Shediac to Charlottetown
There is nothing to tell about the 60 mile run across the Northumberland Strait to Charlottetown, other than we had an east wind ("we never had east winds in the summer") that was also too light to make for good sailing. But I did try, and gave up two or three hours in the process. Had there been anything like the 10-15 knots forecast, that might have helped, or a favorable current rather than adverse. Then there were the ubiquitous lobster pots to dodge, and a nasty little chop under the Confederation Bridge far out of proportion considering the light wind driving it. The bridge is large, but nowhere on any document could I find the clearance listed, other than 49 meters at the center two spans (which are obviously higher than the others). As it turned out, the spans on either side are probably more than 100 ft, and we could have gone under most of them.
|Approaching Confederation Bridge - will we clear?|
In any case we arrived at the mouth of Hillsborough Bay at dusk, and it is nearly a 9 mile run up into the harbor. It is well buoyed and well lit, so the main hazard were the lobster buoys dropped in some cases directly in the buoyed channel. On approach to the harbor a call to the Charlottetown Yacht Club was promptly answered with the news that it was full up for the night, and a suggestion to call Quartermasters Marina next door. Which I did, on the same channel as I could find no annotations otherwise in the cruising guide and channel 68 is almost universally used for marina operations. There was no answer from Quartermasters so we determined to go in and have a look.
The problem is that the entrance is very narrow, perhaps only 30 or 40 feet, leading to three narrow fairways between docks. With no idea where to go we proceeded slowly up the first fairway towards the fuel dock, decided we really needed to have all the lines and fenders on the other side but there was no room to idle and move them and certainly no room to turn around, so I backed out again, turned around, and backed down the same fairway. By now we were drawing a small crowd, even though is was 10 PM. The more sober among them promised to hunt up some marina personnel, and by the time we tied to the fuel dock they were there. We could stay, but would need to move to the third fairway right to the end against the wall. It was a tight spot requiring backing in through the narrow entrance, making two sharp 90 degree corners, backing down to the end of the fairway, then making another sharp 90 into the assigned berth. So, out into the main harbor again, swap all the fenders and lines to the other side, then back down the obstacle course and finally tied up for the night. My GPS track of the evening looks like a yo-yo.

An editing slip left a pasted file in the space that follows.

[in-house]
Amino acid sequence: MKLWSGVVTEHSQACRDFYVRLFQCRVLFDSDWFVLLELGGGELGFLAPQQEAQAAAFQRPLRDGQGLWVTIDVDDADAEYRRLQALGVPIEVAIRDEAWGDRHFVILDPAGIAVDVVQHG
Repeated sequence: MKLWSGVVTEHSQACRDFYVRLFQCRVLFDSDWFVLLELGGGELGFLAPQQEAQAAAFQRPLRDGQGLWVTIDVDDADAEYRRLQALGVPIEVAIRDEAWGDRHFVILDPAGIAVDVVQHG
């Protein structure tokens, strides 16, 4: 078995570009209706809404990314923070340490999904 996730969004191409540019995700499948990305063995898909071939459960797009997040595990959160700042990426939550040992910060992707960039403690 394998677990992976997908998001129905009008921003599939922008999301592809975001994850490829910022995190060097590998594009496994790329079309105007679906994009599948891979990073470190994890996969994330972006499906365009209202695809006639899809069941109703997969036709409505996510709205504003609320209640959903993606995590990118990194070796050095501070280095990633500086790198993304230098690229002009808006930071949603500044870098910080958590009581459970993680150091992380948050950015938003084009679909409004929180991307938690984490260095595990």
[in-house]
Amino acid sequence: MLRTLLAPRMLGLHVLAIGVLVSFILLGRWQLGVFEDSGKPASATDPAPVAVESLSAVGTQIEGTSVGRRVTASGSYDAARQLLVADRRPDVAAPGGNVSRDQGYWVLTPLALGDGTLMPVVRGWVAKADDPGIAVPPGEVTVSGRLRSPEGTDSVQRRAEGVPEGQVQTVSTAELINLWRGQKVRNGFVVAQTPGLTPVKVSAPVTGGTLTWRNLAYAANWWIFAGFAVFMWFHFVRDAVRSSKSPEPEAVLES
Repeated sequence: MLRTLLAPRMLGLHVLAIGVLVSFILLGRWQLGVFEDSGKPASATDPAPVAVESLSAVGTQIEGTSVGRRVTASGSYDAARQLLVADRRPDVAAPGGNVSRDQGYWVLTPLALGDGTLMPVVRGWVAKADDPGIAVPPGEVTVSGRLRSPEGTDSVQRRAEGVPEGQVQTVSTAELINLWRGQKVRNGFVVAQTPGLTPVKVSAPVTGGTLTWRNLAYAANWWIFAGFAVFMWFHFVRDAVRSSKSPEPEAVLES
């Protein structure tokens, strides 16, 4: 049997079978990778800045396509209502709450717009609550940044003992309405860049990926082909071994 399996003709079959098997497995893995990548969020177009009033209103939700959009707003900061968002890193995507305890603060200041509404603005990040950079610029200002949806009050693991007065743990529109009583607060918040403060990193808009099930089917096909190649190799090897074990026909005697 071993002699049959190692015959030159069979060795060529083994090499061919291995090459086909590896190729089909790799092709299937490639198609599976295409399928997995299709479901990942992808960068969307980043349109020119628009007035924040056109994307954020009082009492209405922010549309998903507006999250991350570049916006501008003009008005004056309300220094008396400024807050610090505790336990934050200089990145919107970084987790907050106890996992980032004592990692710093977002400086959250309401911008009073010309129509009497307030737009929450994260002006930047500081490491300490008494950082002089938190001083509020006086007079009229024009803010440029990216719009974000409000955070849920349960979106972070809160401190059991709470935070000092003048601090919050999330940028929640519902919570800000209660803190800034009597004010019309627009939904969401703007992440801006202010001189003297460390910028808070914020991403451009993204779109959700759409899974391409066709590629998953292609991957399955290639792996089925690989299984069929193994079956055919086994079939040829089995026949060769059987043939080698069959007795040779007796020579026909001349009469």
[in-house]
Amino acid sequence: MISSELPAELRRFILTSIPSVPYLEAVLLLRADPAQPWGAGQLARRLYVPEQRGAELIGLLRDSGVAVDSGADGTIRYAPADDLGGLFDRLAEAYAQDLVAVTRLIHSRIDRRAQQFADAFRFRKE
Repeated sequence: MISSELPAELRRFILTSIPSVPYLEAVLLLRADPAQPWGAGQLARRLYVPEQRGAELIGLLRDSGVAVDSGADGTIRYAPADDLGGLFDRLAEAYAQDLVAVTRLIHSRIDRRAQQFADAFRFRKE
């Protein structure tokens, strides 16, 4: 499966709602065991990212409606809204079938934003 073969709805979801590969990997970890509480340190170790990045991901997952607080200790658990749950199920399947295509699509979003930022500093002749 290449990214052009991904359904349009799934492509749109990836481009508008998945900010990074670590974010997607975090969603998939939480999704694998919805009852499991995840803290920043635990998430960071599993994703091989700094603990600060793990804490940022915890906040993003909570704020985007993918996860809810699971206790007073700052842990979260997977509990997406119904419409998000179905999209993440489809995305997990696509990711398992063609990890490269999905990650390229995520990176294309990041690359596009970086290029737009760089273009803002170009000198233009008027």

At that point we were offered drinks by the Live Wire of the dock. I pleaded for restaurant advice instead, which was supplied along with another offer of drinks. I said I was hoping for dinner first and was asked in a severe tone, "You DO drink, don't you?" to which I replied of course, for fear 'Anomaly' might be cut adrift in the night had we been teetotalers. We were directed to Gahan's Irish Pub which not only served food well past 10 PM, but quite good food at that. And I did sample some of their in-house brewed beers, too. We had brought our umbrellas as a precaution, since there appeared to be some squall activity coming, but were unprepared for the deluge of near Biblical proportions that began just as we finished dessert. There were creeks forming in the streets as we made our way back to the dock and it continued for hours afterwards.
Charlottetown is a very nice spot to spend a few days. Being the provincial capital, it has cultural attractions and amenities; being the capital of a province with a total population of about 150,000, it has a distinctly small town atmosphere. The old town near the harbor has been kept free of eyesore signage, the the buildings are for the most restored originals of the historical town. There are numerous restaurants and shops, though for a supermarket one has to go a mile or two inland.
We met Paul and Christine who were embarking on an ambitious boatbuilding project and shared their knowledge of the Nova Scotia coast they had cruised numerous times. They were kind enough to lend us their car to do provisioning and see a part of the island.
We met Chris and Monica, owners of the Nonsuch 30 berthed in the marina, who drove us around the east end of the island as our tour guides. They had lived on Prince Edward Island some 40 years and seemed to know every harbor and point.
|Ann and Monica|
|The Rest of the Story|
'Anomaly' is currently lying Harbor Breton, Newfoundland, Canada